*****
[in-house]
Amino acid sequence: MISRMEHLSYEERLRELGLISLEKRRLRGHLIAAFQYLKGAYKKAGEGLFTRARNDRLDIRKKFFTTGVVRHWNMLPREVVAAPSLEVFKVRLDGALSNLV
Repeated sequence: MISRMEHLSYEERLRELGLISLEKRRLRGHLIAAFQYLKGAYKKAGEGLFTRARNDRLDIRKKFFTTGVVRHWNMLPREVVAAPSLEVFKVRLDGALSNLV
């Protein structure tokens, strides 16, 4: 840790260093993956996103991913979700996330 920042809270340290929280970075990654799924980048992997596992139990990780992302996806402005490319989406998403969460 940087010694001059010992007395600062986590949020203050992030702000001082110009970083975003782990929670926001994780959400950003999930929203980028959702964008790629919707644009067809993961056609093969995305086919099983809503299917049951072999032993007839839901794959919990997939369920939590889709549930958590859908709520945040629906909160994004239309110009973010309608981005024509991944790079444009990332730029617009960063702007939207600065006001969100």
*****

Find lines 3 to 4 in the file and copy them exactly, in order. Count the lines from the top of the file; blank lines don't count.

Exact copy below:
Repeated sequence: MISRMEHLSYEERLRELGLISLEKRRLRGHLIAAFQYLKGAYKKAGEGLFTRARNDRLDIRKKFFTTGVVRHWNMLPREVVAAPSLEVFKVRLDGALSNLV
């Protein structure tokens, strides 16, 4: 840790260093993956996103991913979700996330 920042809270340290929280970075990654799924980048992997596992139990990780992302996806402005490319989406998403969460 940087010694001059010992007395600062986590949020203050992030702000001082110009970083975003782990929670926001994780959400950003999930929203980028959702964008790629919707644009067809993961056609093969995305086919099983809503299917049951072999032993007839839901794959919990997939369920939590889709549930958590859908709520945040629906909160994004239309110009973010309608981005024509991944790079444009990332730029617009960063702007939207600065006001969100």